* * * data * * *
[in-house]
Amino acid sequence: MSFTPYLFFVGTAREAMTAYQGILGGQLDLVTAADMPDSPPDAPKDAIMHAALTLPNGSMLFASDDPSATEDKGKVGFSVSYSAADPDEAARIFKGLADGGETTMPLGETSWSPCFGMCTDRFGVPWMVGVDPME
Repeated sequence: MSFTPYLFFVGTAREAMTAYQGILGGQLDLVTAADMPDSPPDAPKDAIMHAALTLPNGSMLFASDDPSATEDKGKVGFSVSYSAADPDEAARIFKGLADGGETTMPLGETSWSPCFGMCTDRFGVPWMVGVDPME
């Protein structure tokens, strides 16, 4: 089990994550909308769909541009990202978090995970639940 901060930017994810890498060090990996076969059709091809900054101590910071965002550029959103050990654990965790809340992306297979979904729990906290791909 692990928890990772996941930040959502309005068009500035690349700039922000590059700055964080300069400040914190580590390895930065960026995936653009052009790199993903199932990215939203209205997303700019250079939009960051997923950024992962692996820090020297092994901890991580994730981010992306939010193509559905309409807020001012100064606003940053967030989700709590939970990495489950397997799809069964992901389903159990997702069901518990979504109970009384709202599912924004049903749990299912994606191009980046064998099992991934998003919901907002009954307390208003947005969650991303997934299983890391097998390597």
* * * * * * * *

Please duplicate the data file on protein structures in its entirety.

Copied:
[in-house]
Amino acid sequence: MSFTPYLFFVGTAREAMTAYQGILGGQLDLVTAADMPDSPPDAPKDAIMHAALTLPNGSMLFASDDPSATEDKGKVGFSVSYSAADPDEAARIFKGLADGGETTMPLGETSWSPCFGMCTDRFGVPWMVGVDPME
Repeated sequence: MSFTPYLFFVGTAREAMTAYQGILGGQLDLVTAADMPDSPPDAPKDAIMHAALTLPNGSMLFASDDPSATEDKGKVGFSVSYSAADPDEAARIFKGLADGGETTMPLGETSWSPCFGMCTDRFGVPWMVGVDPME
């Protein structure tokens, strides 16, 4: 089990994550909308769909541009990202978090995970639940 901060930017994810890498060090990996076969059709091809900054101590910071965002550029959103050990654990965790809340992306297979979904729990906290791909 692990928890990772996941930040959502309005068009500035690349700039922000590059700055964080300069400040914190580590390895930065960026995936653009052009790199993903199932990215939203209205997303700019250079939009960051997923950024992962692996820090020297092994901890991580994730981010992306939010193509559905309409807020001012100064606003940053967030989700709590939970990495489950397997799809069964992901389903159990997702069901518990979504109970009384709202599912924004049903749990299912994606191009980046064998099992991934998003919901907002009954307390208003947005969650991303997934299983890391097998390597």